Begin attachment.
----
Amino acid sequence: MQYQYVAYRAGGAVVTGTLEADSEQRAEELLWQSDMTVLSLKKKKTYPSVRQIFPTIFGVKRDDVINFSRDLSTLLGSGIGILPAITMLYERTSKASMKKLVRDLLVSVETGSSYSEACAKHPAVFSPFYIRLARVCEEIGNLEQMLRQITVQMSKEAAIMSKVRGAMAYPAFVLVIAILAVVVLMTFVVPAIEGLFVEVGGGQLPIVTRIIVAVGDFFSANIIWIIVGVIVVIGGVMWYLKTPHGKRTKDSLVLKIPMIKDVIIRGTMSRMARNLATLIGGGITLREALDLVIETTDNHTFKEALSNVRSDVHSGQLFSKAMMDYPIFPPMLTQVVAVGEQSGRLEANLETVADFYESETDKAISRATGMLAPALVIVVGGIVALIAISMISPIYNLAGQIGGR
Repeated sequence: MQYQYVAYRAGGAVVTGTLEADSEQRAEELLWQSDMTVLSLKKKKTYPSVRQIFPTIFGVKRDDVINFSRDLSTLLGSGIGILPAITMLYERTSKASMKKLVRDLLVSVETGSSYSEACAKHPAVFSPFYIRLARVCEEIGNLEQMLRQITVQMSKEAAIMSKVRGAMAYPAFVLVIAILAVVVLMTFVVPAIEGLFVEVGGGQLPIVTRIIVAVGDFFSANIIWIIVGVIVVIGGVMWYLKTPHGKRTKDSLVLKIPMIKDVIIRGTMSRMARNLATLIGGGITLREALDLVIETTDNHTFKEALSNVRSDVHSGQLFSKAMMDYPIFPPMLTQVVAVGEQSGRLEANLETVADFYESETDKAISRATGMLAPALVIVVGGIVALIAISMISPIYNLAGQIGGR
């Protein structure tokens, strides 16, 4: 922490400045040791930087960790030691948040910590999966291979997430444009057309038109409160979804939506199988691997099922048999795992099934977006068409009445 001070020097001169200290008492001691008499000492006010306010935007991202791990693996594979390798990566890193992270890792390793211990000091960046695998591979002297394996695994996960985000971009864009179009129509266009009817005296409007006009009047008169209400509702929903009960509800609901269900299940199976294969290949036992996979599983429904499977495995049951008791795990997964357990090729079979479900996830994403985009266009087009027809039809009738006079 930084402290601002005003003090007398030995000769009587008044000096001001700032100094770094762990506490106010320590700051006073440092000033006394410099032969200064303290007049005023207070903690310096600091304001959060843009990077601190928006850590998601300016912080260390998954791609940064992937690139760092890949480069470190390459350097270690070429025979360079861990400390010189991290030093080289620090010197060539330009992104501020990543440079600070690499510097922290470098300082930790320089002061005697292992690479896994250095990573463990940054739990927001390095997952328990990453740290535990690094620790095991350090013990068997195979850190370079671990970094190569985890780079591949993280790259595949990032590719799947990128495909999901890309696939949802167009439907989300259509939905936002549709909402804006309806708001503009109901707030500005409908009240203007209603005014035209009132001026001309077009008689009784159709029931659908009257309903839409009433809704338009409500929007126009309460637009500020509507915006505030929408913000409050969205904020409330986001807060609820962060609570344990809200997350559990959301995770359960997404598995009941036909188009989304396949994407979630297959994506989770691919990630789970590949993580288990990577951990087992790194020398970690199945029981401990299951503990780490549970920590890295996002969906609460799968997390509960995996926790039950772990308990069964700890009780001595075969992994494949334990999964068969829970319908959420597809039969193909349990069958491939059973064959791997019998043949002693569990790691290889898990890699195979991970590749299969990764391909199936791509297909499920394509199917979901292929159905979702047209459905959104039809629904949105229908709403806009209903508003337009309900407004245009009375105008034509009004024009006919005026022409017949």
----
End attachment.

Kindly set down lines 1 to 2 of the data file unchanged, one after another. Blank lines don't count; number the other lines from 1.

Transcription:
Amino acid sequence: MQYQYVAYRAGGAVVTGTLEADSEQRAEELLWQSDMTVLSLKKKKTYPSVRQIFPTIFGVKRDDVINFSRDLSTLLGSGIGILPAITMLYERTSKASMKKLVRDLLVSVETGSSYSEACAKHPAVFSPFYIRLARVCEEIGNLEQMLRQITVQMSKEAAIMSKVRGAMAYPAFVLVIAILAVVVLMTFVVPAIEGLFVEVGGGQLPIVTRIIVAVGDFFSANIIWIIVGVIVVIGGVMWYLKTPHGKRTKDSLVLKIPMIKDVIIRGTMSRMARNLATLIGGGITLREALDLVIETTDNHTFKEALSNVRSDVHSGQLFSKAMMDYPIFPPMLTQVVAVGEQSGRLEANLETVADFYESETDKAISRATGMLAPALVIVVGGIVALIAISMISPIYNLAGQIGGR
Repeated sequence: MQYQYVAYRAGGAVVTGTLEADSEQRAEELLWQSDMTVLSLKKKKTYPSVRQIFPTIFGVKRDDVINFSRDLSTLLGSGIGILPAITMLYERTSKASMKKLVRDLLVSVETGSSYSEACAKHPAVFSPFYIRLARVCEEIGNLEQMLRQITVQMSKEAAIMSKVRGAMAYPAFVLVIAILAVVVLMTFVVPAIEGLFVEVGGGQLPIVTRIIVAVGDFFSANIIWIIVGVIVVIGGVMWYLKTPHGKRTKDSLVLKIPMIKDVIIRGTMSRMARNLATLIGGGITLREALDLVIETTDNHTFKEALSNVRSDVHSGQLFSKAMMDYPIFPPMLTQVVAVGEQSGRLEANLETVADFYESETDKAISRATGMLAPALVIVVGGIVALIAISMISPIYNLAGQIGGR